The Social Security Trust Fund is a myth and a hoax

IMPORTANT NOTE: This article is not anti-Social Security. It criticizes how the American left has led us to magical thinking about Social Security, that worthless IOUs are in fact a huge, redeemable asset that keeps Social Security solvent for many decades.

The Social Security “Trust Fund” is among the biggest lies of American liberals. It is just a fancy accounting trick, a la Enron and WorldCom.

Consider this analogy:

Sam sets aside money for a future expense, suppose for replacing his house’s A/C. Sam knows it only has a year left, and he needs $2400 to replace it.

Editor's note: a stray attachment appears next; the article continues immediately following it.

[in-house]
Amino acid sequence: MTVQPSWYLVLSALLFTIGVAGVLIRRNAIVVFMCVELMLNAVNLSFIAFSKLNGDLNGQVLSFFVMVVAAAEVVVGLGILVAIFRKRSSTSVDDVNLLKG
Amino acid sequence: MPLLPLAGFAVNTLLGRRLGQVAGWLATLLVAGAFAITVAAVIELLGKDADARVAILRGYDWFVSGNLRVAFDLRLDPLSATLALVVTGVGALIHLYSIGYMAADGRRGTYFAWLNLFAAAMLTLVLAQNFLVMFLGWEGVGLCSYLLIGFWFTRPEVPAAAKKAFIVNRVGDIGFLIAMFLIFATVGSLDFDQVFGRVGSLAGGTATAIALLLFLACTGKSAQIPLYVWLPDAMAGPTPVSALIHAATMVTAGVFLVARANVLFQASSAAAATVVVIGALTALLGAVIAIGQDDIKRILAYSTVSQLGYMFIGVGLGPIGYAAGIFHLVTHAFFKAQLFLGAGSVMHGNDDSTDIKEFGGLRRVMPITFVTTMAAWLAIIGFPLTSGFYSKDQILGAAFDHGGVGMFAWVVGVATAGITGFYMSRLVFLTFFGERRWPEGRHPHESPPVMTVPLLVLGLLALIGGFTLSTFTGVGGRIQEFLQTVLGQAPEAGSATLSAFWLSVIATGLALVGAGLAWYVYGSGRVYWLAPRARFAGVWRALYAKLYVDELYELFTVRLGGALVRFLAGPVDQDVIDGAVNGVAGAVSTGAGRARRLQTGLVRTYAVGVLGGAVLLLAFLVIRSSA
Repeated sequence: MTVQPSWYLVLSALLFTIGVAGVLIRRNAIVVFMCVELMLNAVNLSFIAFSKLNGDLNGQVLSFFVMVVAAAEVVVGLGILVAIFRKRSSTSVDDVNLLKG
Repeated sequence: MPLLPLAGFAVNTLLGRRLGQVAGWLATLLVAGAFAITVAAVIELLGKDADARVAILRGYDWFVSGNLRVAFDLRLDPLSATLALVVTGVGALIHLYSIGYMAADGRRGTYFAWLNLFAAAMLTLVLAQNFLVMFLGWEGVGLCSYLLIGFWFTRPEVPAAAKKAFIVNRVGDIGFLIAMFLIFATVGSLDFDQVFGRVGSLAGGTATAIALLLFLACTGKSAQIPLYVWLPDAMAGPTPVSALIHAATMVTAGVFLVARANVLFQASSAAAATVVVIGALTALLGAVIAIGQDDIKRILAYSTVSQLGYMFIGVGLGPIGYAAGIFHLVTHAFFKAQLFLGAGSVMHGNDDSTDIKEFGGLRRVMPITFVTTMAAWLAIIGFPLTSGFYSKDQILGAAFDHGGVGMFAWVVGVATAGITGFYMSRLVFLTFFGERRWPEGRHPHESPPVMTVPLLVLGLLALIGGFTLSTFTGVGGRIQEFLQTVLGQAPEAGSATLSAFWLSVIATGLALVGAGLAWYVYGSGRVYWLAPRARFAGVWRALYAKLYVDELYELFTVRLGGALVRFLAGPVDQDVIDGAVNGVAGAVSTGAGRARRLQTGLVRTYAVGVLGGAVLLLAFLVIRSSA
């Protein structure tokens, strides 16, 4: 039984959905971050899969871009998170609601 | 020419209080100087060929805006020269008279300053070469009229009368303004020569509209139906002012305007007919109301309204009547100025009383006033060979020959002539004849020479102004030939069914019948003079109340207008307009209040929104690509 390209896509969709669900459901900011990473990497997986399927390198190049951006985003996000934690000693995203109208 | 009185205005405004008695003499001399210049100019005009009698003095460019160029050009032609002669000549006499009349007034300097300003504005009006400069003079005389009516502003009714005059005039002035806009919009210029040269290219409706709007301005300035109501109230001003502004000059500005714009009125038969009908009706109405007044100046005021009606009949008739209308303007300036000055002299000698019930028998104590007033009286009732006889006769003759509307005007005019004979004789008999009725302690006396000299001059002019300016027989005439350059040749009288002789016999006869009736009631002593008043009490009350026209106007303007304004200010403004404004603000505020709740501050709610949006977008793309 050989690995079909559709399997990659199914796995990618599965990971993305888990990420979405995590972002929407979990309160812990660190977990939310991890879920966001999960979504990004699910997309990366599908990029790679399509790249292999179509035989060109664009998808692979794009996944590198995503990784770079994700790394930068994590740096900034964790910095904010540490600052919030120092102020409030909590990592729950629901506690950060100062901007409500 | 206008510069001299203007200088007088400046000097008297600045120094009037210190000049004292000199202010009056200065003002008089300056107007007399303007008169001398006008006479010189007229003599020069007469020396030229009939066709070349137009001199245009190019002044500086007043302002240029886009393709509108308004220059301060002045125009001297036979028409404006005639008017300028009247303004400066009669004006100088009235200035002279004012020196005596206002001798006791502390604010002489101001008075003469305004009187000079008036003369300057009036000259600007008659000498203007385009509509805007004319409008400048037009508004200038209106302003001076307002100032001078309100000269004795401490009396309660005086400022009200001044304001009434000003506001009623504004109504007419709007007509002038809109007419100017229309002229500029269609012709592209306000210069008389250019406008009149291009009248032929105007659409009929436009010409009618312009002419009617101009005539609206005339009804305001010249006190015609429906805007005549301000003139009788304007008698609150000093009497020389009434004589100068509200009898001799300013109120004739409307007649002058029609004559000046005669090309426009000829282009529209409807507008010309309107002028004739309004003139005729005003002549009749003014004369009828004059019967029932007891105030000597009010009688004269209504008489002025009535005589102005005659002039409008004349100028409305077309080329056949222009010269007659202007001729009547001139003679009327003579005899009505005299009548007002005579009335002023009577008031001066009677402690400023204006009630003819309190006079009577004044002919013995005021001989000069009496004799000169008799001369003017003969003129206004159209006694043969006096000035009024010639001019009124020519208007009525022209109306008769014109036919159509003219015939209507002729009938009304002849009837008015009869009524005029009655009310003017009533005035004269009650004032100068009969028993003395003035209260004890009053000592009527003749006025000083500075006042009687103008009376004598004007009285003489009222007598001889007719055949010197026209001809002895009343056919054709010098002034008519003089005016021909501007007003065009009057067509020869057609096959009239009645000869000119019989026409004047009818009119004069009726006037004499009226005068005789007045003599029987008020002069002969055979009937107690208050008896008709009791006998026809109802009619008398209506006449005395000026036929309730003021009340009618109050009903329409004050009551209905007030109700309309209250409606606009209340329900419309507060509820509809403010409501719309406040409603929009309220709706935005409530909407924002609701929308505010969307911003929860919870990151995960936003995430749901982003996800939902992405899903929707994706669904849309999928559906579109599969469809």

Sam save $200 per month. He puts it in the piggy bank on his dresser. At the same time, he “borrows” this monthly $200 so that he can live more lavishly: eat out more, buy more clothes, etc. He replaces this $200 with an IOU.

The 12 months passed. As predicted, Sam’s A/C conks out. Sam needs that saved $2400 to repair his A/C. He opens his piggy bank and finds 12 $200 IOUs. The A/C repairman only accepts dollars, not IOUs. Sam can’t magically produce this $2400, so he has to take out debt to pay the repairman.

Woah, what happene?

If you look at Sam’s savings and borrowings as separate activities, then yes, we can legalistically say Sam “saved” $2400. But only an idiot would look at it that way. Sam is one entity. The only way Sam can save money is if more cash comes in than goes out. That didn’t happen: Sam spent that $200 “savings” as soon as he got it.

What would happen if I replaced “Sam” with “Uncle Sam”?